Anyway, moving on, we’re almost done! The fifth and final philosopher/ assassin agrees with her companions’ points about wealth being a root of sin, and how with prayer and random good deeds you can acquire the patronage of someone rich so you don’t have to risk it yourself. If it was good enough for Moses…who, according to her, not only earned an excellent meal by drawing water for a pair of wealthy sisters, he made such a good impression on their dad that he was offered marriage to one of them. The philosopher/ assassin talks a bit about being a good neighbour, then withdraws to allow her mistress – Dhat al-Dawahi, mother to a king, grandmother to a dead princess, sworn enemy of King ‘Umar, not that he realises any of that – to come forward and share her thoughts on time management. Basically, sleep is for losers, you should spend all your time on worship and die of exhaustion!
I’m paraphrasing, in case you can’t tell. Though I am certain she’d love for ‘Umar to die any way possible.
She also advocates semi-starvation and abstinence from all worldly things. According to her, an imam called Al-Shafi’i freely offered religious advice and hoped no one would thank him for it, and a government official called Abu Hanifa refused his salary because he did not want the love of tyrants to enter his heart. “Can you not associate with them,” suggested the caliph’s messenger, “and yet keep yourself from loving them?” “Can I be sure that if I go into the sea my clothes will not get wet?” Abu Hanifa snarked back. Dhat al-Dawahi quotes other people about avoiding treachery, debt and quarrels. “Remember death frequently,” Dhat al-Dawahi advises, “and frequently ask for pardon.”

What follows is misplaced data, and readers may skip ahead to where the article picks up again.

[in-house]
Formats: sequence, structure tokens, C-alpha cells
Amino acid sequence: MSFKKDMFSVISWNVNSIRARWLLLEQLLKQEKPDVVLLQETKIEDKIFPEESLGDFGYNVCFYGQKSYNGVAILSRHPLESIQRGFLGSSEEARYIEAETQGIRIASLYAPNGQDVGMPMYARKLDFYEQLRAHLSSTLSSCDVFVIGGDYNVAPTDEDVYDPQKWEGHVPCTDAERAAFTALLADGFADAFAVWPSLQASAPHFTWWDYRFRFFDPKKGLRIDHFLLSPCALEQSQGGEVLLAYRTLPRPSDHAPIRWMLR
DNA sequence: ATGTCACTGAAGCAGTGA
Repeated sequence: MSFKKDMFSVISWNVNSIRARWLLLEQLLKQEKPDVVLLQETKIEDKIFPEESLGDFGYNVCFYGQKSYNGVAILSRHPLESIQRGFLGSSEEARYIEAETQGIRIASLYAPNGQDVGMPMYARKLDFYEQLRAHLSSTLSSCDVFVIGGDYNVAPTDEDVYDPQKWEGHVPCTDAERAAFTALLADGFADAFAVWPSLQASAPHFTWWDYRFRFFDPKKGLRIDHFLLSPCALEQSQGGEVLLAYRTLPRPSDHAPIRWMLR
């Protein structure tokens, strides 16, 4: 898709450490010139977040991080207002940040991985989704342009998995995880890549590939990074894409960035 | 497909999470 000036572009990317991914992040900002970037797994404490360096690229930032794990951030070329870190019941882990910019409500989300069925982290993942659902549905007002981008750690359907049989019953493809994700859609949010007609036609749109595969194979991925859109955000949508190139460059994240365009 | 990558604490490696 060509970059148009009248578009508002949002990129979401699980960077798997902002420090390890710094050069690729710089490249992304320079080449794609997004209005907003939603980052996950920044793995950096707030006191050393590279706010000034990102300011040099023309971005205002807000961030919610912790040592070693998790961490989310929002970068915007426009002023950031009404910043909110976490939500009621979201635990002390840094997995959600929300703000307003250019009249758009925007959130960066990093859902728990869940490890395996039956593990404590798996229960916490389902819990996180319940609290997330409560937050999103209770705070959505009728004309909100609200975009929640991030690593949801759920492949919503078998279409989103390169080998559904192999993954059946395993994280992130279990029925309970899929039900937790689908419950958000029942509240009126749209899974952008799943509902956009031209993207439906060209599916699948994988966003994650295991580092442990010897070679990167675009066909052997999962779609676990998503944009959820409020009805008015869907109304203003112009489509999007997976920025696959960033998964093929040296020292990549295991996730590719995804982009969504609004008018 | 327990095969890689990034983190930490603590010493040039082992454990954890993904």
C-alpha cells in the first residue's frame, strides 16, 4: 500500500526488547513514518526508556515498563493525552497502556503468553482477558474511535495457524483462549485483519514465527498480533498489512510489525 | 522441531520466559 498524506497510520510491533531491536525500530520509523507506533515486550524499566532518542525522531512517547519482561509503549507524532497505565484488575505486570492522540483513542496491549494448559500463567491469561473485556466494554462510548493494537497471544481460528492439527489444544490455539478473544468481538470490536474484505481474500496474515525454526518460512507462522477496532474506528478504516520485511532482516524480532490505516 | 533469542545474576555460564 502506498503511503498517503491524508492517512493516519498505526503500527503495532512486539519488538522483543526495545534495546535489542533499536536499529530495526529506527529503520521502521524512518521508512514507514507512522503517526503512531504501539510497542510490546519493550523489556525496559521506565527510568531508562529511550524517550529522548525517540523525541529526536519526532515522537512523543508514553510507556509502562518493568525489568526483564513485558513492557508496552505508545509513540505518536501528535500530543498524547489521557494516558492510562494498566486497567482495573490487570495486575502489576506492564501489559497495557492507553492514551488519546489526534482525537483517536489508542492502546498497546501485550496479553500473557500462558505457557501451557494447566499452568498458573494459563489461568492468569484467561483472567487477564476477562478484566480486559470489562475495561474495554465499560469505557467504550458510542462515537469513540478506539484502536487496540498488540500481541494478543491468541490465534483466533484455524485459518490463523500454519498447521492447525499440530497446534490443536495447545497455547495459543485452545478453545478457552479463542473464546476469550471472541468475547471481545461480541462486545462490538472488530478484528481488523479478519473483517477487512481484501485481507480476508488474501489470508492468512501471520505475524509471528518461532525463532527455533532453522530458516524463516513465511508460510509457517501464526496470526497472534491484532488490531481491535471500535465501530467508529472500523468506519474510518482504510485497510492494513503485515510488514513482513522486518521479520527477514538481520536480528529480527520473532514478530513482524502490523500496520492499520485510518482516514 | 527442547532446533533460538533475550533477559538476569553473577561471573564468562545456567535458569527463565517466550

She returns to sit with her girls and the king, taken by the collective beauty and intellectualism on display, decides to keep them around. In a horrible twist, they are assigned the palace where Princess Abriza once lived. Every time the king goes to visit them he finds the old lady in prayer and admires her piety. When he asks the price of the five girls she expects him to offer a whole month of personal fasting and prayer. She then sends for a jug of water. Speaking incomprehensible words over it, she covers it with cloth and gives it to the king. He’s to drink it after the first ten days of fasting, to give him strength. “Tomorrow, I shall go to my brothers, the invisible men,” Dhat al-Dawahi says mysteriously, “for whom I have been longing, and then after the ten days have passed, I shall come back to you.” The jug of water is locked away; the old lady leaves.
In night eighty five, she returns with sweetmeats wrapped in a leaf. These are a gift from the next world, granted by the ‘unseen men’, who may be spirits? The king is delighted. Twenty days later she goes to him with more news from her invisible friends. The girls are great favourites with them, apparently, and the unseen men are glad they are going to ‘Umar’s care. So that’s obviously a big lie. The old lady wants to take her girls for the blessing of the unseen men, who may even grant them a mystic treasure to bring back to ‘Umar. “You must send with them from the palace someone dear to you who may enjoy the friendship of the invisible men and seek their blessing,” she tells him, and he offers his Byzantine slave Sophia – also a mistakenly enslaved princess and mother of his lost twins.
That’s some very elegant plotting coming together there. Join me next Tuesday to watch the rest of Dhat al-Dawahi’s scheming come to fruition.